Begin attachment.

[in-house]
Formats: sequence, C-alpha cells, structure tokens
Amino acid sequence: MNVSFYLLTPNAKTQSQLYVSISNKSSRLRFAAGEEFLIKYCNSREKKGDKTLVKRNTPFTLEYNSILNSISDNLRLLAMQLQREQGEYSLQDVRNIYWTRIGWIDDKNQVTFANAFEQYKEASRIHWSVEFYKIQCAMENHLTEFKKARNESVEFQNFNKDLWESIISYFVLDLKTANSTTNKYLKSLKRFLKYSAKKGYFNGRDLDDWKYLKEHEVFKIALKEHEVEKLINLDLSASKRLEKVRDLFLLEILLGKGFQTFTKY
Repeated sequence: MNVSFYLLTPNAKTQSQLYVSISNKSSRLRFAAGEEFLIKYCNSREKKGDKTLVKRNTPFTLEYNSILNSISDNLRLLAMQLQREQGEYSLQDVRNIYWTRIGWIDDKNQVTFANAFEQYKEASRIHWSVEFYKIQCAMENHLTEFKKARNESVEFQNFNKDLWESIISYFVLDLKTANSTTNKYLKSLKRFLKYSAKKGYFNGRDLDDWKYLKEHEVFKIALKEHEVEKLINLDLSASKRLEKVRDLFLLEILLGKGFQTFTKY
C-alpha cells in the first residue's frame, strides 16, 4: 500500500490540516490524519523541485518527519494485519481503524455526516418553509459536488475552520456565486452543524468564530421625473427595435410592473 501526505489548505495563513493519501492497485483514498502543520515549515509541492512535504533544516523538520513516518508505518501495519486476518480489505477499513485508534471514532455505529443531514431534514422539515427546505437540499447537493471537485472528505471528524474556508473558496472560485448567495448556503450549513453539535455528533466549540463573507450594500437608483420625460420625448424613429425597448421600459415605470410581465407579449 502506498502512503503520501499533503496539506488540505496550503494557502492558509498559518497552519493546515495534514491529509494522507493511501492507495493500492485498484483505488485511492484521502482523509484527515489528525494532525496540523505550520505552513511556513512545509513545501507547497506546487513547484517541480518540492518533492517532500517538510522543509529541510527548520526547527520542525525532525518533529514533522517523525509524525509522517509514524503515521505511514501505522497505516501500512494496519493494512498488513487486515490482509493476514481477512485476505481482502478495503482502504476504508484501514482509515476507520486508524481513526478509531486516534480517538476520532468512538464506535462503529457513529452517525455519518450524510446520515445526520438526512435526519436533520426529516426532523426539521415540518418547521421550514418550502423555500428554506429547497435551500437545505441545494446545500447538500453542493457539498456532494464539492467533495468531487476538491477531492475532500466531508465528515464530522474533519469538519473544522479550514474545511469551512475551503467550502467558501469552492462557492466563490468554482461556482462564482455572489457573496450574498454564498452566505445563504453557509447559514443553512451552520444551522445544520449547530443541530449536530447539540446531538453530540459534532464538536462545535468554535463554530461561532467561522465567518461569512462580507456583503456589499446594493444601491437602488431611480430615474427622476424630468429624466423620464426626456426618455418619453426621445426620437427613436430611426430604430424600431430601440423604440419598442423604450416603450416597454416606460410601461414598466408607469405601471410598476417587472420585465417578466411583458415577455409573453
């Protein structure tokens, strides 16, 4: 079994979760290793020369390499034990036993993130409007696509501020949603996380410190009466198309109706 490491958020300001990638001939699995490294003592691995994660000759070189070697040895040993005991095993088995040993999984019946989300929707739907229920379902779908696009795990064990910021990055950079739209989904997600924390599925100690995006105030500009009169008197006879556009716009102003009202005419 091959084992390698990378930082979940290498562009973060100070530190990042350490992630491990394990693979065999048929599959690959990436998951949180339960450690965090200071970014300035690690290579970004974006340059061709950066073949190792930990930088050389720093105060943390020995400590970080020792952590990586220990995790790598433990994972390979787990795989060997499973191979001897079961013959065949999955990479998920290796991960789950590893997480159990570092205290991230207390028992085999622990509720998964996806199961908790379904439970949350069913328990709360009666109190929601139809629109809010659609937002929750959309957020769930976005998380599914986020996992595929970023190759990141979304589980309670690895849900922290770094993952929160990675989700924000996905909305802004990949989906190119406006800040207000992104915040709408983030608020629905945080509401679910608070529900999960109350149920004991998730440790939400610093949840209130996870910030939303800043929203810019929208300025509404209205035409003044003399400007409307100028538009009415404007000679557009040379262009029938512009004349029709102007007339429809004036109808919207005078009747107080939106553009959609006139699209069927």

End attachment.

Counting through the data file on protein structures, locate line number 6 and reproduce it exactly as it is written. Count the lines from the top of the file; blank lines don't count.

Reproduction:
């Protein structure tokens, strides 16, 4: 079994979760290793020369390499034990036993993130409007696509501020949603996380410190009466198309109706 490491958020300001990638001939699995490294003592691995994660000759070189070697040895040993005991095993088995040993999984019946989300929707739907229920379902779908696009795990064990910021990055950079739209989904997600924390599925100690995006105030500009009169008197006879556009716009102003009202005419 091959084992390698990378930082979940290498562009973060100070530190990042350490992630491990394990693979065999048929599959690959990436998951949180339960450690965090200071970014300035690690290579970004974006340059061709950066073949190792930990930088050389720093105060943390020995400590970080020792952590990586220990995790790598433990994972390979787990795989060997499973191979001897079961013959065949999955990479998920290796991960789950590893997480159990570092205290991230207390028992085999622990509720998964996806199961908790379904439970949350069913328990709360009666109190929601139809629109809010659609937002929750959309957020769930976005998380599914986020996992595929970023190759990141979304589980309670690895849900922290770094993952929160990675989700924000996905909305802004990949989906190119406006800040207000992104915040709408983030608020629905945080509401679910608070529900999960109350149920004991998730440790939400610093949840209130996870910030939303800043929203810019929208300025509404209205035409003044003399400007409307100028538009009415404007000679557009040379262009029938512009004349029709102007007339429809004036109808919207005078009747107080939106553009959609006139699209069927």